The AU Commission boss also promised to focus on women’s issues and pay close attention to the challenge of overseeing the continent’s economic integration and nurturing trade.

While promising to see to the rehabilitation of the private sector, Mahamat promised “to make Africa’s voice heard in the United Nations Security Council and other international forums”.

He described the drought and famine ravaging the continent as a humiliation.

Mahamat warned that a huge task awaited the continent if similar disasters were to be avoided in future.


Africa is engrossed in major battles against calamities that have confronted it. Madagascar, for instance, is still reeling from the effects of a cyclone that hit its northeastern coast early in the week.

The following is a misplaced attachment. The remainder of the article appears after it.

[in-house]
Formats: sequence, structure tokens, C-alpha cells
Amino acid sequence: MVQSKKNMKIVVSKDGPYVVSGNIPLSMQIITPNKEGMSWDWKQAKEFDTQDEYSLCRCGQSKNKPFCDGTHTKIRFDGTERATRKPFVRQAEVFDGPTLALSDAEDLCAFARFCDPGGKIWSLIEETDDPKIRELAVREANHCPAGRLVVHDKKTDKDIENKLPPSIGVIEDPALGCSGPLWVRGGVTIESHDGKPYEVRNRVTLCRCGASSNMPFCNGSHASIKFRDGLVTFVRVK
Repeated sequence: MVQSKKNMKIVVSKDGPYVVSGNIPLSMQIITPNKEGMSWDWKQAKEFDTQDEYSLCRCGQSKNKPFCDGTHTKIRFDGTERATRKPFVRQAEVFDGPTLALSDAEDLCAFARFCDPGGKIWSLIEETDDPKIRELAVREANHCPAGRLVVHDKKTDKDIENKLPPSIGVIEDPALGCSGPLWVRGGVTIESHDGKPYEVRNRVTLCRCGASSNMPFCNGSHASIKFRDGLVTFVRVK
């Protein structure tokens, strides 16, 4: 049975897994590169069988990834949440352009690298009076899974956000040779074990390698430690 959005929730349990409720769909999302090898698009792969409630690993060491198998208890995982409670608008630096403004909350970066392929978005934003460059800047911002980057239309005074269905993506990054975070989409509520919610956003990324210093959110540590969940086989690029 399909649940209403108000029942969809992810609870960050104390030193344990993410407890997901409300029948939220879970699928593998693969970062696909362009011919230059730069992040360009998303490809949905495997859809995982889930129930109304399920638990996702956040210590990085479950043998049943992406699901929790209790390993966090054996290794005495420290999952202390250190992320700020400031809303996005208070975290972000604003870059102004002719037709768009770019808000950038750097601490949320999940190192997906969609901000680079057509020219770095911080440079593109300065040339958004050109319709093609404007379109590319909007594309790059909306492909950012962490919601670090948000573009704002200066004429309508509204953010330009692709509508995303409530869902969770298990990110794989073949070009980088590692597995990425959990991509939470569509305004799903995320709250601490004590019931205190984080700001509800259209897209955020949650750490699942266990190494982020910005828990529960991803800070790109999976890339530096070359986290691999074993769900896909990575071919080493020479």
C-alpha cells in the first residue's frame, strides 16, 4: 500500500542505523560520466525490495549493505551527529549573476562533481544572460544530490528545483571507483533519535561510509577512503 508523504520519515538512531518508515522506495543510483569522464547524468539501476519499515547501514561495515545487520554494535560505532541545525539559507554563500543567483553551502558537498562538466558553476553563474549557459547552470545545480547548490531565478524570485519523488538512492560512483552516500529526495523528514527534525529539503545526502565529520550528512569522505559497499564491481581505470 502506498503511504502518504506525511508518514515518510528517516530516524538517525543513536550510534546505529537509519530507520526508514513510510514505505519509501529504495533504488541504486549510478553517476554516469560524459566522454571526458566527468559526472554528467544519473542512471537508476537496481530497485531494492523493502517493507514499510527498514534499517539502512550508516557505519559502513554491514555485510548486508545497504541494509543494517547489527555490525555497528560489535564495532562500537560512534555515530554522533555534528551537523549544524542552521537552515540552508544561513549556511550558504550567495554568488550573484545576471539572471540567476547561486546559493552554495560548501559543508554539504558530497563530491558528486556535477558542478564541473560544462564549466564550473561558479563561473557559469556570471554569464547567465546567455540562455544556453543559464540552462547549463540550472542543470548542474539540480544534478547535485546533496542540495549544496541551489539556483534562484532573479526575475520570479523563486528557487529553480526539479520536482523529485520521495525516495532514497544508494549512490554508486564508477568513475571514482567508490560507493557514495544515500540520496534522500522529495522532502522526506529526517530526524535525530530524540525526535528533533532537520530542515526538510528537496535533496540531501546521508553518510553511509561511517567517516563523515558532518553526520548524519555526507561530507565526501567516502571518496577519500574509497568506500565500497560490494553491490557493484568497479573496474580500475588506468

Cyclone Enawo wreaked havoc on the island nation, killing at least 38 people, injuring 180 others and forcing 53,000 from their homes into temporary shelters.

In the meantime, malaria has been spreading for months in Burundi, killing hundreds of people even as it aggravates the country’s other problems. Almost 800 people have died from the disease since January.

Even more alarming, Burundi’s Minister of Health Josiane Nijimbere said more than 3,700 people had died from malaria since 2016, and last Monday, authorities declared it an epidemic.

The situation is so dire that out of Burundi’s population of 11 million, more than eight million cases of affected people were recorded in 2016, officials say.

Rwanda, Burundi’s neighbour to the north, has not been spared by the epidemic either. A staggering 3.9-million people were infected with malaria in the last four years.

Further, according to the ministry of health, malaria cases in the country increased from slightly half million in 2014 to more than a million in 2015, with at least 500 people reportedly dying in the latter year.

Clearly, the current prevalence of famine and hunger is not the only problem Africa and the new AU Commission boss have to fret about.

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